I would say, come & see.  The Word can be understood, the evidence of the Resurrection can be studied, and the tenants of the faith can be followed and grasped.

Andrew went and saw and he invited Peter.  Philip went and saw and he invited Nathanael to come and see.  Two people invited two others to come and see Jesus, and those two others would help to change the world.  You may not have all the answers to your friend, but you can invite them to come and see.  Invite them to your home or to a Bible study or to your church.

But don’t get caught up in all the blabbering out there of people who think themselves wise and experts – pick up your Bible and start reading/studying for yourself.  Jesus invites us to do so and meets us there.

Full sermon found here: Come & See

Come & See

My basic outline for our text in John 1:19-51 was this:

  • A Voice in the Wilderness (v. 19-28)
  • Come & See the Lamb of God (v. 29-37)
  • Come & See – Jesus’s Call to Know Him (v. 38-39)
  • Come & See Jesus for Yourselves (v. 40-51)

I want to spend a little bit of time on the last two points and cover them more deeply than in the message.

In Jesus opening Himself up to the disciples by inviting them to come and see where He was staying, He began the time of fellowship with these disciples and it impacted their lives so much they remember the time this took place (“about the tenth hour [4 P.M.]).  He was not afraid to show Himself and be known to those who wanted to draw close to Him (and He is  still the same way with us).  It is a model for us to be real with people.  You may say, “yeah, but He had nothing to hide!  He was perfect, the Son of God, afterall.”  True, in the sense that there were no sins in His life or imperfections, but: He was not rich, this was not His home (He was staying with someone else), Isaiah 53:2 tells us He had no form or comeliness or beauty that we should desire Him, and He had all kinds of skeletons in His closet when it came to His ancestry.  There were plenty of things that could have, and did, make people turn away, but He was not afraid to show who He was, because He was confident in who He was and what God had called Him to do.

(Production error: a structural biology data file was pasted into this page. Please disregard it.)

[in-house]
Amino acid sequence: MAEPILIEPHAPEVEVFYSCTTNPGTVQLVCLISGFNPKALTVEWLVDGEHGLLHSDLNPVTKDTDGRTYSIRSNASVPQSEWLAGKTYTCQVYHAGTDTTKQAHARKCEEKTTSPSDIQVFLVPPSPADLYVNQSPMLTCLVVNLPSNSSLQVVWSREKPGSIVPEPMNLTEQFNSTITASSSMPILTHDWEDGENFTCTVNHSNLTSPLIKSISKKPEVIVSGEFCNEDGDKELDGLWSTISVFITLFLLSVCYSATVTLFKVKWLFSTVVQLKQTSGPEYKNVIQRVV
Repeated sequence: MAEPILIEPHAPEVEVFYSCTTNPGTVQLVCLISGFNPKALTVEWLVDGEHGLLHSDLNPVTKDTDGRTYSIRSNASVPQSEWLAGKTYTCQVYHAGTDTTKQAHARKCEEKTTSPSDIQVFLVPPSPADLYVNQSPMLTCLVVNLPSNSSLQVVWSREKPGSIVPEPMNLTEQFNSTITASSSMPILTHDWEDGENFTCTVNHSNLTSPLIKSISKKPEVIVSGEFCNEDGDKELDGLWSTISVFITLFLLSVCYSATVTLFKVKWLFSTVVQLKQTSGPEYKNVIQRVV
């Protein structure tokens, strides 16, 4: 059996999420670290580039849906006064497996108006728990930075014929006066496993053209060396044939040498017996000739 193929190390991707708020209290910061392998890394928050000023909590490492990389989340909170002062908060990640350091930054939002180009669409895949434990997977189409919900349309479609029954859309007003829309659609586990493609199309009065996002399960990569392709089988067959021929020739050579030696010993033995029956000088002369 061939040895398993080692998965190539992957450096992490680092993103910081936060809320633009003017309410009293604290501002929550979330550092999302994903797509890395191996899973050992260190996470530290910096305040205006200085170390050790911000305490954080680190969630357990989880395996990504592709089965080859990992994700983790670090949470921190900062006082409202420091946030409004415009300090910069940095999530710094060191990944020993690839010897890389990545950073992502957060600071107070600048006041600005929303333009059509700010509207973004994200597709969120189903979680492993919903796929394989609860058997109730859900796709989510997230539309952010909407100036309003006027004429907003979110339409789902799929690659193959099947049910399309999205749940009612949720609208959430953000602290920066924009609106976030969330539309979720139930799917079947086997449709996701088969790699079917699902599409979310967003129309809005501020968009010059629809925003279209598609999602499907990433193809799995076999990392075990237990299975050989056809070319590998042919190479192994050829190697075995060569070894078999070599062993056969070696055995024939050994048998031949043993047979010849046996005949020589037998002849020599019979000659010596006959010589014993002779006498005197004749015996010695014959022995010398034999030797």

If we want to experience true fellowship with our brothers and sisters in Christ, we need to be willing to open ourselves up to them.  We need not worry whether the house is perfectly clean before inviting others over (if you have kids, it may NEVER be clean..haha), or whether we are intelligent enough or have enough theological knowledge to talk with others.  You might think or say, “but I could get really hurt emotionally by doing so!” or even, “at my last church I got burned by people and are afraid to open up again”, or possibly even, “don’t you know how judgmental people can be?”.  Let me assure you – at some point in time by opening up and having deep relationships YOU WILL get hurt!  People are people, they let us down, and sometimes even stab us in the back.  It all happened to Jesus and still happens to Him.  So He understands.